# Birthday-attack calculation in planning password salting strategy

The book Cryptography Engineering by Fergusun, Schneier, Kohno section 2.7.1 explains Birthday Attacks: "In general, if an element can take on N different values, then you can expect the first collision after choosing about sqrt(N) random elements." This is an approximation.

We are planning to upgrade the way we store password hashes and salts in our database. We need to allow for something on the order of 100 million salts, which is between 26 and 27 bits (two to the 26 or 27 power; I don't know how to format superscripts here). Taking the square that gets me to about 54 bits.

Seven bytes is 56 bits. Assuming that /dev/urandom is sufficiently random (evenly distributed and not predictable), do seven bytes of random salt meet the Birthday Attack criteria?

I realize this is not the only consideration in picking the salt. I'm trying to find out if I'm correctly applying the Birthday Attack theory.

EDIT: The final exercise at the end of the named book chapter asks the same question, which I can now answer confidently!

• Hmm, I'm wondering, you are actually only interested in the salt / PW combination regarding possible dupes, right? That would lower the limit somewhat. 8-16 bytes is the sensible default though, do you really need that additional byte? Sep 18, 2015 at 16:17
• Never underestimate the number of users whose password is "password". Sep 18, 2015 at 20:53
• The actual number of such users in our database is appalling. But a difficult topic to satisfactorily address in practice! Sep 18, 2015 at 21:03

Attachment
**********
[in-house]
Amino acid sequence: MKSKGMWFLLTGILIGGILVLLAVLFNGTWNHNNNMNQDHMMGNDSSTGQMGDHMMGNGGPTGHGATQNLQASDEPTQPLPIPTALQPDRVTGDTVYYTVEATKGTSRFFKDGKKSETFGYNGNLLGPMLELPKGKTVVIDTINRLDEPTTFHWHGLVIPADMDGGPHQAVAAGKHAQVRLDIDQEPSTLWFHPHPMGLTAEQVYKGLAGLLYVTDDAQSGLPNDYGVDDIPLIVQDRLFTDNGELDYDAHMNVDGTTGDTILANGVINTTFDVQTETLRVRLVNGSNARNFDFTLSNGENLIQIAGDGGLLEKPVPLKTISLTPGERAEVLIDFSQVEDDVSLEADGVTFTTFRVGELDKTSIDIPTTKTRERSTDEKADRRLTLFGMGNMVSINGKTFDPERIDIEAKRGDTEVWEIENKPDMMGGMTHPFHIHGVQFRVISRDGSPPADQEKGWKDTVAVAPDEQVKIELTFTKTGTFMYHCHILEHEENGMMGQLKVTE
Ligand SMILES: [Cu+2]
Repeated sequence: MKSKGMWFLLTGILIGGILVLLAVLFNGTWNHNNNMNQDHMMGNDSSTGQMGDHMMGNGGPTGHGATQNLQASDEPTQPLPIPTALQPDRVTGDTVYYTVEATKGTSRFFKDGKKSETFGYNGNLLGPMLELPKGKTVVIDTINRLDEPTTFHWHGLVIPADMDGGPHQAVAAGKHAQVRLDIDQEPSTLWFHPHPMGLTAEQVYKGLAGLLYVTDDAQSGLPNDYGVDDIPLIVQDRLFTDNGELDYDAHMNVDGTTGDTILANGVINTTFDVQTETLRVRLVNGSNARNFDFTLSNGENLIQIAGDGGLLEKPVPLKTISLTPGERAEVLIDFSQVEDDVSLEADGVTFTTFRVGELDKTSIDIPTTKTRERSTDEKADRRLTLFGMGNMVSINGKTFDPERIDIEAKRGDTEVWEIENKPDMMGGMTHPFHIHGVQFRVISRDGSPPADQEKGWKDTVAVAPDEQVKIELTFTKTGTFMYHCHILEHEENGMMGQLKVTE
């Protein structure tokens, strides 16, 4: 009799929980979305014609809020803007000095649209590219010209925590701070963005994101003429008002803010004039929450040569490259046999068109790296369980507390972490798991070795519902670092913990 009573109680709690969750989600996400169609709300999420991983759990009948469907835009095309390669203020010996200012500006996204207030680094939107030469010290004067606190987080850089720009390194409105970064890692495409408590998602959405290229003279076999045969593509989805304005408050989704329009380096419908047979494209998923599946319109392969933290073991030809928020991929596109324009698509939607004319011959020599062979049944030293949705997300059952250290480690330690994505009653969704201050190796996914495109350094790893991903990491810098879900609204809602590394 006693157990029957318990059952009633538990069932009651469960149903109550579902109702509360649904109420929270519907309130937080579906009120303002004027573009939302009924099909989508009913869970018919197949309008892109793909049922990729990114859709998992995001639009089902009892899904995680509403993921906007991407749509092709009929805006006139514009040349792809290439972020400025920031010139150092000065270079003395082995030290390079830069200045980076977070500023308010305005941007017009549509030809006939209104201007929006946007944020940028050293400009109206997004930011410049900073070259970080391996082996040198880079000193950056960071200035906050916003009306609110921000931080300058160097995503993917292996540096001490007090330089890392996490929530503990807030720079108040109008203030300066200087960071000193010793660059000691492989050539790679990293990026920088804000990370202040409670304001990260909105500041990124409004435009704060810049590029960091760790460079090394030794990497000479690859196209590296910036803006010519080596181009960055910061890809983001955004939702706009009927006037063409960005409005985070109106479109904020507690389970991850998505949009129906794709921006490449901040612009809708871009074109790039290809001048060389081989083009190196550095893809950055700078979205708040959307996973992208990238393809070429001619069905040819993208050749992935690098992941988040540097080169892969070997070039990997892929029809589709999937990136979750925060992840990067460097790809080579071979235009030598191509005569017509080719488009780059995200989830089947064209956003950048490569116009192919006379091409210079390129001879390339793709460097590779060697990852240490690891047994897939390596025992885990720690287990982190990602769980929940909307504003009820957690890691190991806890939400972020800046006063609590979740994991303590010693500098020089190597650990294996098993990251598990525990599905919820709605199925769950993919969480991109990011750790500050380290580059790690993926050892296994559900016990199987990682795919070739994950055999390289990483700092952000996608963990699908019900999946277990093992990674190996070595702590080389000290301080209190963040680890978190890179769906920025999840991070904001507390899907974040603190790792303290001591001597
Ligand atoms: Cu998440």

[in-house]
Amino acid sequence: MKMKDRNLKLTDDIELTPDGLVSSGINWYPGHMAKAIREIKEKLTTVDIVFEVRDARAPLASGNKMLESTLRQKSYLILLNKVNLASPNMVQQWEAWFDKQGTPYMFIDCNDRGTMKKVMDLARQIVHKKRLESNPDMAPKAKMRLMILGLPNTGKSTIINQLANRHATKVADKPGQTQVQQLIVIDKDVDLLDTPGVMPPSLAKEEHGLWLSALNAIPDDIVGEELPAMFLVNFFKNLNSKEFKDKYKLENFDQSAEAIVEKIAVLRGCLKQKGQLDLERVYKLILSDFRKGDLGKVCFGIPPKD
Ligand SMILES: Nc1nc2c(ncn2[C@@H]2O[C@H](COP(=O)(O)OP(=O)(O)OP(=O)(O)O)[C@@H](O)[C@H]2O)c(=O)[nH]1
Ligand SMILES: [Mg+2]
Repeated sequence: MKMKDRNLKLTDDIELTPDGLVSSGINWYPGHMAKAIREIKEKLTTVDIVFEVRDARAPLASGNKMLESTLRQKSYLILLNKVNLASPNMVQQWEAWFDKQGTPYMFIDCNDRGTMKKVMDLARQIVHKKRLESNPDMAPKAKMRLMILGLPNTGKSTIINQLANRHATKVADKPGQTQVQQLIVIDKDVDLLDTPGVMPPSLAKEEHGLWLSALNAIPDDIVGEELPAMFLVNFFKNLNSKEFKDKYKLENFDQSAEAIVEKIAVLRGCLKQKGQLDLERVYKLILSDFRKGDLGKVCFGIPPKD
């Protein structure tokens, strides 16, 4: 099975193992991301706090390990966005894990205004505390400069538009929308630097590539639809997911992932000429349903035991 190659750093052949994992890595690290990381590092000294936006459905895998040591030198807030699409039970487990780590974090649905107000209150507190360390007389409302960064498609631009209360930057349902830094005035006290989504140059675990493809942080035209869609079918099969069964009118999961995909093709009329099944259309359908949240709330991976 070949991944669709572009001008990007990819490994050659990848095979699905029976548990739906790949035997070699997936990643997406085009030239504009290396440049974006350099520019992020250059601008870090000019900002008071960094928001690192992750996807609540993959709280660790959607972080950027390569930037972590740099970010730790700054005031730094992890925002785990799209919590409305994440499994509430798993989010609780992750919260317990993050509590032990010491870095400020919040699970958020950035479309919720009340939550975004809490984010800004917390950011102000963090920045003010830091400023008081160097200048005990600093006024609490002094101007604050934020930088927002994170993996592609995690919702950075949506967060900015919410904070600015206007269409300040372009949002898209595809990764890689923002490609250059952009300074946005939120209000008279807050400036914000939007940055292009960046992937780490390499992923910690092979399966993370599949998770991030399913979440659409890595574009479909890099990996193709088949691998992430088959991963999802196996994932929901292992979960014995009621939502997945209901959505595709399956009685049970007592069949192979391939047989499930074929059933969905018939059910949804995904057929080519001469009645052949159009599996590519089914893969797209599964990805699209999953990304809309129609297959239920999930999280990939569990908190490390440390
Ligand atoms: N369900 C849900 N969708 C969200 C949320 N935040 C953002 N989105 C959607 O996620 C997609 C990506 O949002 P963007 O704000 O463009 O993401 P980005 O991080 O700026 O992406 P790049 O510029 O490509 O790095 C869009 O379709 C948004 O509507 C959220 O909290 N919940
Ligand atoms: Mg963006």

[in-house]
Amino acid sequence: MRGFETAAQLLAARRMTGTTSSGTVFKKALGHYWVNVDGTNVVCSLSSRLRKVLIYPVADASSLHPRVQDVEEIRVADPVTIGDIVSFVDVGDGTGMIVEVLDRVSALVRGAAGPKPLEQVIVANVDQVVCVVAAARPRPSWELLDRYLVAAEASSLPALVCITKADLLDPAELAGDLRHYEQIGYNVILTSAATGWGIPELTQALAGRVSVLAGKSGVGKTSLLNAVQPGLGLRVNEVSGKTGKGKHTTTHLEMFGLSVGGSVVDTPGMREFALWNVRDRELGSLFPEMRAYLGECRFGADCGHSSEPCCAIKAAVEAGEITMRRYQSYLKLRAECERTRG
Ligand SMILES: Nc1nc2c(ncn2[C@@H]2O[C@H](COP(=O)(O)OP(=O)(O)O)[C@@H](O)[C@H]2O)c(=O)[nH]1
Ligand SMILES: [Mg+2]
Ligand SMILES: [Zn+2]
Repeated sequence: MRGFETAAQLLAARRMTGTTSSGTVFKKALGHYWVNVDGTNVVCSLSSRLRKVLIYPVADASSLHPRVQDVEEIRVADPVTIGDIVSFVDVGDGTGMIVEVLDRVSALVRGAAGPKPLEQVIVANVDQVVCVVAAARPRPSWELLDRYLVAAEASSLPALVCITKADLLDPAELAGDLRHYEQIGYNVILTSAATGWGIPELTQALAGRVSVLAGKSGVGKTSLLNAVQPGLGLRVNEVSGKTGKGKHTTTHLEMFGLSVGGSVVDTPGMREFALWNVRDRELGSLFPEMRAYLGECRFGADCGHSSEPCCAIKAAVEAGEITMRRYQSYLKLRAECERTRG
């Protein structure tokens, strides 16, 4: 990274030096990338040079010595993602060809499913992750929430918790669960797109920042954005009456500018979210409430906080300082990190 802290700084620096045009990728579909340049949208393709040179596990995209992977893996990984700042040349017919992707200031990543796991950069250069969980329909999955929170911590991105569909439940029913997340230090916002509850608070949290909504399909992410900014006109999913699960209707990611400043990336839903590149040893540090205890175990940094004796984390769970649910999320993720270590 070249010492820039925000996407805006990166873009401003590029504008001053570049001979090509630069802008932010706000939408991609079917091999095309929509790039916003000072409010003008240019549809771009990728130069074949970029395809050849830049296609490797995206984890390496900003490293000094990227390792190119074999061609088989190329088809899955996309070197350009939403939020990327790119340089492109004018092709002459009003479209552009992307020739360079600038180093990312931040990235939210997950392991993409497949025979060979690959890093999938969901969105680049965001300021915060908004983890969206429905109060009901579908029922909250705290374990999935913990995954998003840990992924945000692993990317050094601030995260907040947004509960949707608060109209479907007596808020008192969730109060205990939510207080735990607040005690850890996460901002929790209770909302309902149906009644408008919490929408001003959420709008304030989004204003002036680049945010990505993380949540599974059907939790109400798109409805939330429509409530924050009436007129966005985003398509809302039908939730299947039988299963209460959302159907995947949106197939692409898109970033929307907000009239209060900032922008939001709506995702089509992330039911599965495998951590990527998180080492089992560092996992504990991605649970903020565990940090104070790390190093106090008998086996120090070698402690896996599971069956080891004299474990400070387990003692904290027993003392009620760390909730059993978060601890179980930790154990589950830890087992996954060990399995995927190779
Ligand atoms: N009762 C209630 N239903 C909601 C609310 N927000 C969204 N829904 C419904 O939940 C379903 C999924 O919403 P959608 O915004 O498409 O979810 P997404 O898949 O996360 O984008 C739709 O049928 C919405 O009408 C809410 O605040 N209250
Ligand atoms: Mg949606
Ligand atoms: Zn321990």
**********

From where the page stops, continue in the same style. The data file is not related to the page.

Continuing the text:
• May not be applicable to you, but other organizations using the same scheme increase the probability of a global collision, which may be exploitable in the case of database leaks (org doxing). Having a second fixed salt for all users can mitigate this. Sep 19, 2015 at 0:36
• In the same vein, 100 million should approximate the number of total salts over the lifetime of your database, rather than a particular, even maximal snapshot. (Using a new salt when password changes may be a good idea.)
– otus
Sep 19, 2015 at 7:41

Yes! I'd recommend at least 64 bits, but that's only because powers of two are convenient and space is cheap. Furthermore, usually a salt of the block size of the hash you're using is usually best, because salting at all will almost always involve an extra block, so why not fill it up given that there will be no performance impact?

But once again, yes, you're correct in your analysis of the Birthday Problem.

• Furthermore, sqrt(N) is only an approximation in that you're dealing with randomness. Statistically speaking, it is the exact point at which it becomes more likely than not to have a collision. Sep 18, 2015 at 15:48